Residents of two of Vancouver’s most high-end condo buildings are going green, the first in their exclusive neighbourhood, even though they are exempt from the City of Vancouver’s program on food waste.
In 2012, Vancouver extended its food-scraps recycling program across the city, providing free green bins and weekly green-bin collection to duplexes and single-family houses.
It excluded businesses, as well as multi-family residential high-rise condominiums that feature so prominently in areas like Coal Harbour.
However, Metro Vancouver is due to ban all organic waste from the landfill by 2015 and Vancouver, along with other municipalities, is trying to figure out what to do about high rises. Everyone knows new rules are coming.
“The city government is going to legislate that we will all have to do it soon, so we thought, ‘Let’s get started, let’s get ahead of the game,’” said Anne Gray, strata council member for Cascina and Denia.
The council decided to start recycling in July, though the bins only arrived in October, making the 240-apartment condominium the only high-rises in Coal Harbour currently composting food scraps.
City staff are working on plans to require all condos and businesses to recycle food waste in the near future. For now, the city encourages them to turn to private food-waste recyclers.
In Coal Harbour, the strata council has gone with Growing City, a private organics and recycling company.
It is not known how many of the 240 units take part in the composting, as the council cannot monitor who participates. The apartments are usually occupied 85 to 90 per cent of the time.
Cascina and Denia produce an average 2.5 kilos of organic waste per apartment per week, according to Growing City.
The waste is taken to an organics recycling facility that converts it into soil, which in turn is mostly sent to farms in the Lower Mainland and Fraser Valley region.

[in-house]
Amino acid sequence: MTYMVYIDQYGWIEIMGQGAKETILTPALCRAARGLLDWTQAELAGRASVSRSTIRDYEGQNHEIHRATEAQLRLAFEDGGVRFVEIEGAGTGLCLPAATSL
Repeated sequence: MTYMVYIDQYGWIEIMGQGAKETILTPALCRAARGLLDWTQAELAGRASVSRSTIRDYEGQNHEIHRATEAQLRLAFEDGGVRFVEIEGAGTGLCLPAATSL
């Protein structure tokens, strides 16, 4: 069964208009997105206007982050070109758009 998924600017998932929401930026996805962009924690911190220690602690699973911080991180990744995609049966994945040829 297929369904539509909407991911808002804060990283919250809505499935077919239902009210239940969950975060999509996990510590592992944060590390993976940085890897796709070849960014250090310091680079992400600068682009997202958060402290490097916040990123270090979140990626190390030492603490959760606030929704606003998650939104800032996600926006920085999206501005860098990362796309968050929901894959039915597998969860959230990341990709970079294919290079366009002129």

“Of all of the residential clients we service in the city, Cascina and Denia are diverting the most waste,” said Genevieve Blondin, business development manager for Growing City.
She expects that more buildings will begin composting soon, though she recognised it was “not something everyone will be instantly comfortable with, so the best time to start is now, so tenants and residents can be trained and used to composting by the time ban comes into effect in 2015.”
She is hoping that, as the city prepares for 2015, it will talk to the private companies that have been servicing the apartment buildings so far.
“I would like to see the city working more closely with the private waste haulers in order for us all to get the program rolled out more efficiently and faster,” said Blondin, who has been working with Growing City since May.
Marina going green
But it’s not just Coal Harbour condos forging a new recycling path. The area’s boat residents are also getting in on the act. The Coal Harbour Marina will start recycling food scraps produced by people living there in December.
At that point, the marina will be one of 21 businesses in Coal Harbour recycling food waste. But it is the only business with residents who are among the 20 live- aboard licences issued to ships docked in the bay.
“Obviously, we want to have our practices in place in anticipation of the change,” said Steven Varley, general manager at the Coal Harbour Marina. “But we also want to be good citizens and do our bit for Vancouver.”
The marina is currently paying all the costs of the program.
Cascina and Denia charge an additional fee for composting that is absorbed into the strata fees.
Gray, 70, who owns an apartment at Denia, believes that the costs of composting may explain why many stratas haven’t taken to the matter more enthusiastically.
She wouldn’t say what the fee is, but she did complain about it.
“In addition to property taxes, which should incorporate garbage and recycling pick-up, condominium owners have to pay strata fees for private garbage and recycling collection because the it doesn’t collect our waste.”
“For composting to happen, a strata council has to be prepared to spend yet more money of everyone’s strata fees in order to pay a composting company, which puts them off.”